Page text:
We have the equivalent of a plane crash a week of people dying from preventable deaths. Having defibrillators in all public places and homes could transform these statistics.

For the past ten years, working alongside St John Ambulance, I have been the medical lead at the American Express Stadium, home of Brighton & Hove Albion Football Club, where we’ve got ten defibrillators as well as large numbers of people (including stewards) trained in CPR.

In that time, seven people in the crowd have had a cardiac arrest — and all have survived with a good quality of life afterwards. This isn’t due to luck, but immediate CPR and access to a defibrillator.

However, on average we all live more than 700 metres from a defibrillator, which means it takes too long to get treatment, so too many die unnecessarily. Hence my New Year’s resolution. And you don’t need to be a professor of emergency medicine to use one, since no skill or training is required.

Crucially, they do no harm as they will only shock a heart back to normal rhythm if it is abnormal. If the heart doesn’t need it, the machine does not generate the charge for the shock.

What to do if someone collapses 

Shout at and shake them — if they show no signs of life, then push down hard and fast on the centre of the chest — you don’t need to worry about doing the ‘kiss of life’, it’s the pressure pushed through the heart that matters, as it’s about keeping oxygenated blood supplying the vital organs.

Press down at a rate of 100 beats per minute — the same rate as the beat in the Bee Gees’ song, Stayin’ Alive.

Ask someone nearby to call 999 and to get directions to the nearest defibrillator.

While one person is doing CPR, another should get the defibrillator, put the pads on the chest and then do what it says (the machine gives voice prompts).

For information on first-aid courses or learning CPR go to sja.org.uk or resus.org.uk/cpr

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Admittedly defibrillators aren’t cheap (£600 to £900 buys a good-quality device; they can also be rented) — but what price can we put on saving a life?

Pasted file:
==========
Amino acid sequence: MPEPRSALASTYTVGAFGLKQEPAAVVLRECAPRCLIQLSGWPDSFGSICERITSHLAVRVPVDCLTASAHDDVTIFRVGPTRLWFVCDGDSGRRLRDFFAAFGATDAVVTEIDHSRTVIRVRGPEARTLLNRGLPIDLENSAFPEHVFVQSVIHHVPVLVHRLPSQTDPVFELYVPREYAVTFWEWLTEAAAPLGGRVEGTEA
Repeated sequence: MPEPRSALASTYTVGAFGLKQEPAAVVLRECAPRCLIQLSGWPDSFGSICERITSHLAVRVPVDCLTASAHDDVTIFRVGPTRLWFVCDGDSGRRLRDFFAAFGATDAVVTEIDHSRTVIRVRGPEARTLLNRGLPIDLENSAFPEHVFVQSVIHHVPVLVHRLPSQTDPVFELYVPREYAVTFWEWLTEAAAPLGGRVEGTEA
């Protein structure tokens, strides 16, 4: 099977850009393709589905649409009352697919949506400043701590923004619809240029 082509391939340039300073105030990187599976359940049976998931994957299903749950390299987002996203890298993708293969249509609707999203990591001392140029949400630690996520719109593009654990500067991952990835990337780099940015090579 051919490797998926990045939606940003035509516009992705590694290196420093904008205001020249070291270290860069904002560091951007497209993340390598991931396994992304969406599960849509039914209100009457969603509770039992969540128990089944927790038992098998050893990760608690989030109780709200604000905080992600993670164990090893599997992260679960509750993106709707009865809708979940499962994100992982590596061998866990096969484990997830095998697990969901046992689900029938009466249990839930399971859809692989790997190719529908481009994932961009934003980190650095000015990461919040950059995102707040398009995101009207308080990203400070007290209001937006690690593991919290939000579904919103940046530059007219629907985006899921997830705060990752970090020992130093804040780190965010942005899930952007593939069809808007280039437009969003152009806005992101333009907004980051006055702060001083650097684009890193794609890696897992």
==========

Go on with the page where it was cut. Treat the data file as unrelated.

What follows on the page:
So why should you buy one? For the same reason you’d buy a fire extinguisher, carbon monoxide detector or life insurance — some purchases are for peace of mind and are based on a risk/benefit analysis.

In the case of a carbon monoxide detector, for instance, there is a cost — around £25 — but a benefit, based on how helpful the purchase is (almost 100 per cent in preventing death) and how common the risk is (30 deaths per year in the UK).

With a defibrillator the cost is higher, and the equipment can increase chances of survival by 70 per cent. But deaths from cardiac arrests are 1,000 times more common than from carbon monoxide. In terms of a risk/benefit analysis, defibrillators are three times more cost-effective than carbon monoxide detectors.

Of course I’m not saying carbon monoxide monitors aren’t important — clearly they are.

But this is an argument against paying VAT on these life-saving pieces of equipment, which would reduce their cost. Price is one of the biggest barriers to people buying defibrillators.

On December 20, St John Ambulance, the British Heart Foundation and the Red Cross came together with more than 100 peers and MPs to call for the scrapping of VAT on defibrillators bought by small businesses, charities and private owners.

This would reduce the price by roughly £100 to £200. A year ago, the Irish government scrapped this tax — and we should do the same in the UK.

In the meantime, think about getting a defibrillator for your home, community club or business — it might be the best investment you make.

NOTE: If you get a defibrillator register it on the national defibrillator network, which helps ambulance services direct people to a nearby device (thecircuit.uk).

@drrobgalloway

Luton Town